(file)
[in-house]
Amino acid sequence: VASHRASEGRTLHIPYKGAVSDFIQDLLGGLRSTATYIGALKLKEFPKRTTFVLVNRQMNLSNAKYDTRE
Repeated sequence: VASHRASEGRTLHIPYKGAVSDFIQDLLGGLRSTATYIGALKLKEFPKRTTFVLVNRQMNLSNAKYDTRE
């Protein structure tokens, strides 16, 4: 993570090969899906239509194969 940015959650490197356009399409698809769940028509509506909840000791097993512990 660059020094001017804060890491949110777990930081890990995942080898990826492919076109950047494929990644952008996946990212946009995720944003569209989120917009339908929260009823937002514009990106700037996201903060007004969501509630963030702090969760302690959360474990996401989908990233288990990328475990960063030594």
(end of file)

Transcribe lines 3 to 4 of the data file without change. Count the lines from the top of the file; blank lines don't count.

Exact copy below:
Repeated sequence: VASHRASEGRTLHIPYKGAVSDFIQDLLGGLRSTATYIGALKLKEFPKRTTFVLVNRQMNLSNAKYDTRE
């Protein structure tokens, strides 16, 4: 993570090969899906239509194969 940015959650490197356009399409698809769940028509509506909840000791097993512990 660059020094001017804060890491949110777990930081890990995942080898990826492919076109950047494929990644952008996946990212946009995720944003569209989120917009339908929260009823937002514009990106700037996201903060007004969501509630963030702090969760302690959360474990996401989908990233288990990328475990960063030594």